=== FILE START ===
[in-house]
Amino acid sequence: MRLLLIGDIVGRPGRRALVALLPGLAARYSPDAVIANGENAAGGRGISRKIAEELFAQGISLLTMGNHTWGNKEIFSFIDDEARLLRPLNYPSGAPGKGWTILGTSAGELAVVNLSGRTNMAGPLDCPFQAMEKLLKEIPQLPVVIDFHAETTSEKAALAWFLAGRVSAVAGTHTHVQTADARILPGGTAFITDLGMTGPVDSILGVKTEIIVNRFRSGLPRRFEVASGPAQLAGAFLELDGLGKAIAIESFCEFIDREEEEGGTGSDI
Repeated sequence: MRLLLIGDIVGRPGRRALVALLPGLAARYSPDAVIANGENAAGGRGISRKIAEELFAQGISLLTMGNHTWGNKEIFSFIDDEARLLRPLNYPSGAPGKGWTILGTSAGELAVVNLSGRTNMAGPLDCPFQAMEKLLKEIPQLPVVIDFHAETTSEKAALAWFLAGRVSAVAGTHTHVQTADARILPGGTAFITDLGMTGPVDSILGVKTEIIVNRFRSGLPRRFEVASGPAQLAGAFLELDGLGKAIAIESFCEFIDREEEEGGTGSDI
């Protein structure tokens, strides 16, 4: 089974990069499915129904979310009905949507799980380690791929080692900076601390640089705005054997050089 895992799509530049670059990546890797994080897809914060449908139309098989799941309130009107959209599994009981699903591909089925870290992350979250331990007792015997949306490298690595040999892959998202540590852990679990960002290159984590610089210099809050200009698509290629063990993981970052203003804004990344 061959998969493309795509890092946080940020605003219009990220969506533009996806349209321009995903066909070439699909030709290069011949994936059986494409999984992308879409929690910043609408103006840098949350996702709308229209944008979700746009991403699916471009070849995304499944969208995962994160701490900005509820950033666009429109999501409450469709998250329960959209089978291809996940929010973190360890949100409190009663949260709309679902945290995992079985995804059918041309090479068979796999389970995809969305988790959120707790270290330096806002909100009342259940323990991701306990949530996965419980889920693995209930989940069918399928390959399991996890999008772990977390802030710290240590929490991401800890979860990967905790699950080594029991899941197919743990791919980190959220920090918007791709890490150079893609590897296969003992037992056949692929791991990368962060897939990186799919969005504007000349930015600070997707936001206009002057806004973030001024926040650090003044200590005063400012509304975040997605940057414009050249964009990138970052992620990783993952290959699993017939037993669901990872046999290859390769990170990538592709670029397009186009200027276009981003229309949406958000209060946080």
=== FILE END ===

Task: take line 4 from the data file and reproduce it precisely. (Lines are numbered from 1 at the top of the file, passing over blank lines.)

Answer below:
């Protein structure tokens, strides 16, 4: 089974990069499915129904979310009905949507799980380690791929080692900076601390640089705005054997050089 895992799509530049670059990546890797994080897809914060449908139309098989799941309130009107959209599994009981699903591909089925870290992350979250331990007792015997949306490298690595040999892959998202540590852990679990960002290159984590610089210099809050200009698509290629063990993981970052203003804004990344 061959998969493309795509890092946080940020605003219009990220969506533009996806349209321009995903066909070439699909030709290069011949994936059986494409999984992308879409929690910043609408103006840098949350996702709308229209944008979700746009991403699916471009070849995304499944969208995962994160701490900005509820950033666009429109999501409450469709998250329960959209089978291809996940929010973190360890949100409190009663949260709309679902945290995992079985995804059918041309090479068979796999389970995809969305988790959120707790270290330096806002909100009342259940323990991701306990949530996965419980889920693995209930989940069918399928390959399991996890999008772990977390802030710290240590929490991401800890979860990967905790699950080594029991899941197919743990791919980190959220920090918007791709890490150079893609590897296969003992037992056949692929791991990368962060897939990186799919969005504007000349930015600070997707936001206009002057806004973030001024926040650090003044200590005063400012509304975040997605940057414009050249964009990138970052992620990783993952290959699993017939037993669901990872046999290859390769990170990538592709670029397009186009200027276009981003229309949406958000209060946080």